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Federal government reaches $59M settlement with B.C. First Nation over land seizure

Chief of the Matsqui Nation Alice McKay addresses the Minister of Crown-Indigenous Relations Gary Anandasangaree, during a news conference announcing a settlement that addresses a historical wrong on the Matsqui First Nation in Abbotsford, B.C., on Wednesday, Feb. 21, 2024. THE CANADIAN PRESS/Ethan Cairns Chief of the Matsqui Nation Alice McKay addresses the Minister of Crown-Indigenous Relations Gary Anandasangaree, during a news conference announcing a settlement that addresses a historical wrong on the Matsqui First Nation in Abbotsford, B.C., on Wednesday, Feb. 21, 2024. THE CANADIAN PRESS/Ethan Cairns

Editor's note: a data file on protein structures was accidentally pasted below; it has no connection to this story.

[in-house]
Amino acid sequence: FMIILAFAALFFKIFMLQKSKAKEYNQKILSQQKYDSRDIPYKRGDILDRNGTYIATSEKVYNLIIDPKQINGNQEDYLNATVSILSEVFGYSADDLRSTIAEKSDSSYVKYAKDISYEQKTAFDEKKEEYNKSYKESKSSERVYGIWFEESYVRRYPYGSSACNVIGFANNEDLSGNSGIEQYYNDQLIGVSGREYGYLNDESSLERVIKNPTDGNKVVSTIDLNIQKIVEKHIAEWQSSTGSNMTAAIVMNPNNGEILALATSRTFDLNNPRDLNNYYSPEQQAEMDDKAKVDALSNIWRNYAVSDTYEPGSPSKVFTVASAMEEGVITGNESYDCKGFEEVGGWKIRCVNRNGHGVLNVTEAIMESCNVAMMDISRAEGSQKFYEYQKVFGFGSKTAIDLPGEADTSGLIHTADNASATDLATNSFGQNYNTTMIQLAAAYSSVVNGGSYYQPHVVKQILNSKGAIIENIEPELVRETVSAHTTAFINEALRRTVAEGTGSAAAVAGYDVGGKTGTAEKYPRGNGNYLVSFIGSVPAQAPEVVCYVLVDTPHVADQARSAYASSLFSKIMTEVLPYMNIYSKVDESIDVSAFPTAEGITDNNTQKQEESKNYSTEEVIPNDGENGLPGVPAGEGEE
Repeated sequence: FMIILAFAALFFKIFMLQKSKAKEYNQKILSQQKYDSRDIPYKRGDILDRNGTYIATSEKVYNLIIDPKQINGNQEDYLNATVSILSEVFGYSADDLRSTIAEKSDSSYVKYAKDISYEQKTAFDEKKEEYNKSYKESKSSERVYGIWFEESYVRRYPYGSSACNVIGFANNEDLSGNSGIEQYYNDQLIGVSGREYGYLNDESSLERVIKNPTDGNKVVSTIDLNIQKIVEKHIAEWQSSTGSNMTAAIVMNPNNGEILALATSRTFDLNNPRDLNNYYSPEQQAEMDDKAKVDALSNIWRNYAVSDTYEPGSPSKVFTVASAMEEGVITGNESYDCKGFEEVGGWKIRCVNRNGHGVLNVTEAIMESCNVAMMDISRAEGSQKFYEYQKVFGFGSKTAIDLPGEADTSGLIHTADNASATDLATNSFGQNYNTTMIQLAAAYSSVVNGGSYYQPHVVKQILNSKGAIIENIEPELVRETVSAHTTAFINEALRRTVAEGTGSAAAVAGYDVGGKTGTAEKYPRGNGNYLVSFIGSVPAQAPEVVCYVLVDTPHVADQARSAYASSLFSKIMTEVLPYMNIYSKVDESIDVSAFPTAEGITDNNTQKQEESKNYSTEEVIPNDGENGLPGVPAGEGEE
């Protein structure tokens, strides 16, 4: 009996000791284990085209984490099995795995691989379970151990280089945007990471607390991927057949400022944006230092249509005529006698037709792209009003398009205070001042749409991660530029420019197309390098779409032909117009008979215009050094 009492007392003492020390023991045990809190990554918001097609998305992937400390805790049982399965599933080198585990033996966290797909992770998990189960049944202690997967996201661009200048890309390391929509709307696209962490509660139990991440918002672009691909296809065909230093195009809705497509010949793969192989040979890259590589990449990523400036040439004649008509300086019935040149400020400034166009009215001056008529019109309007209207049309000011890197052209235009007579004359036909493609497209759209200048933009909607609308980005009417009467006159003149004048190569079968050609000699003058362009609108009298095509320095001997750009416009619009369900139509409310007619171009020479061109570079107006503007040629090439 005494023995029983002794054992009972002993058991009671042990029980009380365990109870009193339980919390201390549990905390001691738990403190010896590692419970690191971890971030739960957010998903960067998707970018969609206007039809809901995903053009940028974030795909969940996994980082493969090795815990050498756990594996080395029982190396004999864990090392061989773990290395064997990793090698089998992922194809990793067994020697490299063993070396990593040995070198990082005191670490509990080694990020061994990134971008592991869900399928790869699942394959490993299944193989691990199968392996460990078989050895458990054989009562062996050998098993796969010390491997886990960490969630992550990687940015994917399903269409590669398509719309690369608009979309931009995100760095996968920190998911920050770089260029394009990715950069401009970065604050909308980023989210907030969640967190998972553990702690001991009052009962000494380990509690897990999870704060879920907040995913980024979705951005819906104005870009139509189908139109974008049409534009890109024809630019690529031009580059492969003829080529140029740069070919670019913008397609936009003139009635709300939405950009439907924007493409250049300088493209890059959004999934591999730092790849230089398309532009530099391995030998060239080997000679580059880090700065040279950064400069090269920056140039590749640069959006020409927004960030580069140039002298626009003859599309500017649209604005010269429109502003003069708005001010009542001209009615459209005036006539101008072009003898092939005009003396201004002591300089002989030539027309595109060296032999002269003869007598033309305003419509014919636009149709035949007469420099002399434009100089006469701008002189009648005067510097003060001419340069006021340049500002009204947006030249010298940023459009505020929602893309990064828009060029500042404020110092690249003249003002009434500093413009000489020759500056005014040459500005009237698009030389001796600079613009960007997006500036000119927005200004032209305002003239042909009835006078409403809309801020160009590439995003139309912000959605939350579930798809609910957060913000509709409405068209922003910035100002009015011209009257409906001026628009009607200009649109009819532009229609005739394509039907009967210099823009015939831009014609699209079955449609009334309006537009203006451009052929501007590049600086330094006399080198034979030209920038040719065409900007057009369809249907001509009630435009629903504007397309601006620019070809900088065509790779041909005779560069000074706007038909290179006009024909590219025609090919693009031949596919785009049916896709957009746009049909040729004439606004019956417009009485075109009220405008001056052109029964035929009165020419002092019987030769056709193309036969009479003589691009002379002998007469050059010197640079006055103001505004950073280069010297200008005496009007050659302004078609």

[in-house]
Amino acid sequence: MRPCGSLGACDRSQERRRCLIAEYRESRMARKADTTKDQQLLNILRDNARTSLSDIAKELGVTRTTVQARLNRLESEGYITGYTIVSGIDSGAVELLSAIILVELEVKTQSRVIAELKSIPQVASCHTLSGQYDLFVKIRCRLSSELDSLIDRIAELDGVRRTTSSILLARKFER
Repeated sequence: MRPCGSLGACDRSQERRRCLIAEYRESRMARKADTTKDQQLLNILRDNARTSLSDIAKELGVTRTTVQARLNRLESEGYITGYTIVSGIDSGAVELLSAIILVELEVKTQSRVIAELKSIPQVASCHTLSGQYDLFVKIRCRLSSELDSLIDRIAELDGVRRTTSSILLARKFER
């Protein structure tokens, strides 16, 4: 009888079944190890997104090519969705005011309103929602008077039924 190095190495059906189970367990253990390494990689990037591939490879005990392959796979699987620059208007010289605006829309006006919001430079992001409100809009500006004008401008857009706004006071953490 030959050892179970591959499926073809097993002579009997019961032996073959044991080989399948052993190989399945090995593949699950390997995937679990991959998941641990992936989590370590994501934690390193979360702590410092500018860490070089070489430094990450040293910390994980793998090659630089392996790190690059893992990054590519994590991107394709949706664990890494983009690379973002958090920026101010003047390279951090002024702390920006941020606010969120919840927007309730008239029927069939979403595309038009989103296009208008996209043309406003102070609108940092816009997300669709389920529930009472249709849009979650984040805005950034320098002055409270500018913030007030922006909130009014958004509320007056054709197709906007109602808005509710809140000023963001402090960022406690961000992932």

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Abbotsford, B.C. -

The federal government has reached a $59-million settlement with a First Nation in British Columbia for compensation over allowing a right-of-way to be built through its reserve more than 110 years ago.

Crown-Indigenous Relations Minister Gary Anandasangaree and Matsqui First Nation Chief Alice McKay jointly announced the settlement, compensating for the federal government's taking of land in 1908 for the Vancouver Power Company right-of-way.

The federal government says construction of the corridor effectively severed access to some reserve lands on the Sahhacum Indian Reserve 1 and Matsqui Main Indian Reserve 2.

A government statement says Canada was supposed to make sure crossings were built and maintained on the right-of-way, but it didn't keep that agreement and the nation's access to its reserve lands was cut off.

Anandasangaree says in the statement that the resolution reflects the federal government's “desire to do better” in addressing its past treatment of First Nations.

The statement says proper compensation for “decades of colonial policies” is fundamental to rebuild trust with Indigenous communities.

This report by The Canadian Press was first published Feb. 21, 2024.

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